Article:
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5 takeaways from the TestBash New York conference

Matthew Heusser Managing Consultant, Excelon Development

TestBash New York, the U.K.-based Ministry of Testing's software testing workshop and conference for software testing professionals, was held last week at New York City's Gramercy Theatre. Whether you didn't have time to attend or just couldn't get to all of the events, TechBeacon has you covered. Here are five takeaways that software quality professionals won't want to miss.

1. To develop stable systems, think resilience, not safety

Instead of talking about tools or patterns in their "Continuous integration and test automation at scale" workshop, automation engineer Noah Sussman and Bitly lead quality engineer Jessica Ingrassellino questioned the basic premise of most testing, which is to prevent problems. Safety in that world is seen as an absence of problems. Instead of safety, they propose thinking about resilience—accommodating change and absorbing disruptions without catastrophic failure. You can use test tooling to enable stable systems by reporting problems, Sussman says.

Instead of talking about Selenium, Jenkins, or other traditional test tools, Sussman says, you should add code to save metrics out to a reporting server. In this way, when your production and test code is executing, it can report response times, 400 errors, test results, and so on to another database you can use for visuals. Both Sussman and Ingrasselino recommend using statsd, a client library available in many programming languages that reports results back to the Graphite, database and graphing tool. Graphite displays the data round-robin, like a stock ticker, showing you a window with the type of data you select. Graphite is open source and works on user datagram protocol (UDP), which means the software adds almost no overhead and will stop reporting if the network becomes saturated.

2. Put testers in the product owner's role

There are two methods of collaboration, say agile coach Llewellyn Falco and software testing specialist Maaret Pyhäjärvi. Co-creation is where the programmer contributes software that is only three-quarters baked, the tester contributes problems, and you have an expensive find/fix/retest loop. But with full collaboration, everyone works together as a team. They create a shared understanding, prevent problems, and learn from one another. That's a more helpful way to think about the work, Llewellyn says. In addition, with wider responsibilities, product managers tend to be visionary but often lack critical details. At the opposite end of the spectrum, testers tend to be very good with details, figuring out what the software should do. That gives testers a sort of product owner role, but that usually happens only after the fact, after the software failed to work the first time. Make that junior product manager role official, Falco and Pyhäjärvi say.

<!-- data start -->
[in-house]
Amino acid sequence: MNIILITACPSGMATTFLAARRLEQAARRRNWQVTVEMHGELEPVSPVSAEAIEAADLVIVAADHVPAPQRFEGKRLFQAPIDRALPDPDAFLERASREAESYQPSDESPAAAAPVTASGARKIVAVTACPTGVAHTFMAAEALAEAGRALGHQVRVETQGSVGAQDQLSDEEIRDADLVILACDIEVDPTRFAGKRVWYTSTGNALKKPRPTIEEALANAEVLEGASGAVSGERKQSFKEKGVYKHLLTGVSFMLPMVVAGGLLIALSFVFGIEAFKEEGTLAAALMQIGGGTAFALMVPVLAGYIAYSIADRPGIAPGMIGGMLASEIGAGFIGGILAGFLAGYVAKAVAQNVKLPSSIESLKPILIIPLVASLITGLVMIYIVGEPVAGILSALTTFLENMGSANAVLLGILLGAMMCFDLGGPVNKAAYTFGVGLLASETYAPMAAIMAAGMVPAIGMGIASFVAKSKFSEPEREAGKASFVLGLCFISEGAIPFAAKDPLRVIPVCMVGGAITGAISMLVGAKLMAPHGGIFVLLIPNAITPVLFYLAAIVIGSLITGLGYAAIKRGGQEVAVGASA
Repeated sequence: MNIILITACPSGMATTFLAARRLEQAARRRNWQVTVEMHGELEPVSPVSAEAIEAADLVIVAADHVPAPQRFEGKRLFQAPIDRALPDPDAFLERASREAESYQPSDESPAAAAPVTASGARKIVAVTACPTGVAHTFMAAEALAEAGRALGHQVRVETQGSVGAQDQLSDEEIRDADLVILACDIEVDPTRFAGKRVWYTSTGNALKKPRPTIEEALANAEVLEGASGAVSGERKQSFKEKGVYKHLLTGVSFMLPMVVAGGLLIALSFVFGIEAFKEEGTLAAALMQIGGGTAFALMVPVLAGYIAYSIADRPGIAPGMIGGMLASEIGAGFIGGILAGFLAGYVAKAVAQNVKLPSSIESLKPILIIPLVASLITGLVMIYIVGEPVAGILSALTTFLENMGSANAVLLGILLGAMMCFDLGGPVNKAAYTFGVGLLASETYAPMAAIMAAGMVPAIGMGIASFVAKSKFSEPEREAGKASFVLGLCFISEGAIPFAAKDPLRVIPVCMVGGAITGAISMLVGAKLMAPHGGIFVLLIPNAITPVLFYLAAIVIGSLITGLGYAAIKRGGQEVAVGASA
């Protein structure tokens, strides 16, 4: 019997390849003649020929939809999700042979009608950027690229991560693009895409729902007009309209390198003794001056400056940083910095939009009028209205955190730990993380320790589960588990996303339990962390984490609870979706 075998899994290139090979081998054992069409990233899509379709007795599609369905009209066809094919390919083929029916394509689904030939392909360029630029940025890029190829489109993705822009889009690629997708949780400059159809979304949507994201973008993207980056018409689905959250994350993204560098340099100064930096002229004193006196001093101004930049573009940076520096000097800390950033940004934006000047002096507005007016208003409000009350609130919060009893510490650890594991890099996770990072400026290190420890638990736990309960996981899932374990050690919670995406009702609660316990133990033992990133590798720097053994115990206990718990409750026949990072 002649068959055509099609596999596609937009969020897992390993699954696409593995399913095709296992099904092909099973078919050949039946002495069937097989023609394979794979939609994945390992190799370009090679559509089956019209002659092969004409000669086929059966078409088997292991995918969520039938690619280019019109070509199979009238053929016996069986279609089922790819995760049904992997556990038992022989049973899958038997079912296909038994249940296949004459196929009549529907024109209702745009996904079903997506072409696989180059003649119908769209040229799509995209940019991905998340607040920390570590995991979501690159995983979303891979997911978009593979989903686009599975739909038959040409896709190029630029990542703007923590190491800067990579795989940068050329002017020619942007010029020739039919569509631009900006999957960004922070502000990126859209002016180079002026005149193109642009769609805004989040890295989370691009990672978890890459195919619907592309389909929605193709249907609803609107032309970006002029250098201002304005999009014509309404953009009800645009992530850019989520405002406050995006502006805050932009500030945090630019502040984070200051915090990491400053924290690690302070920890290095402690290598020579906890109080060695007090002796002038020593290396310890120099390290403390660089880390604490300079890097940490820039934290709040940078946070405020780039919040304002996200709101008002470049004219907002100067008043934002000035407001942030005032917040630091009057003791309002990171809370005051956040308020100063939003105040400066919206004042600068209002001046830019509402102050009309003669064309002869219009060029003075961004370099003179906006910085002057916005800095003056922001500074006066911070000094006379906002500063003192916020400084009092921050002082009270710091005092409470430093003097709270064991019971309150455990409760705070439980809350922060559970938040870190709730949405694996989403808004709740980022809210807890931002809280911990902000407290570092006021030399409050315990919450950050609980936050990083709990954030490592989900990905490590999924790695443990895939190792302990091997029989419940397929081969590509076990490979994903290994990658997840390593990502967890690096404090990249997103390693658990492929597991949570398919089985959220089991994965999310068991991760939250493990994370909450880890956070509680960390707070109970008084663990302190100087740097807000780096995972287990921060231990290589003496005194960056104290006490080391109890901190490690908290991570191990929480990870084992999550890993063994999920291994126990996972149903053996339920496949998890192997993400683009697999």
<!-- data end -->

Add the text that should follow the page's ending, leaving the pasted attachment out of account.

3. Coach your programmers on how to test

Sigurdur "Sigge" Birgisson works at Atlassian, an organization that has hundreds of developers but no testers. The company, does, however, have a QA role, which is called "quality assistance." The company has automated tooling. Humans do testing, but the programmers do the work. QA professionals at Atlassian coach developers on test planning, reviewing test plans, and related activities. This includes feature kickoffs, where a feature is explored in depth, along with user interface reviews. During those reviews, the technical staff mocks up the graphics and the flows on a wall, then discusses what happens at every step. As a coach, Sigge leads an exercise to discuss what could happen, what should happen, and what might go wrong. The company also has a quality standard, its Atlassian Quality Guidelines (AQG) checklist, which it uses to make sure the team has thought about a series of possible problems.

4. Automating the wrong thing is an illusion

Tanya Kravtsov, head of automation and continuous delivery at Rokitt, spoke about test tooling, starting with the pipeline from idea to in-production. She says that any pipeline has a bottleneck, and automating anything that is not the bottleneck creates an illusion.
For example, say that a team automates all of its user interface tests, and can check the core flows in ten minutes instead of wasting a whole day. The problem is that in order to test a build, the team needs to rebuild the test environment. That means it must wipe and repopulate the database, which can only happen over a weekend, at best. Kravtsov's solution? Instead of automating one part of the build/deploy pipeline, automate all of it, so it is possible to deploy any individual commits. This can be an overly ambitious goal, so find the bottleneck and start there. That will be the area with the biggest opportunity for improvement. (And it might not be the execute/evaluate part of the test process.)

5. Can't make a conference? Visit a local meetup

Although he was a presenter at TestBash New York, software testing professional Nimesh Patel admits that attending conferences requires an expenditure of time and money that many testing professionals simply cannot afford. But Nimesh, who organizes and is a co-founder of Montreal Insights In Software Testing, a peer conference in Montreal, Quebec, says that if you can't travel to a conference, make time to attend a local meetup or conference event. These events are usually free to attend, happen outside of work hours, and provide opportunities for sharpening your skills and networking.

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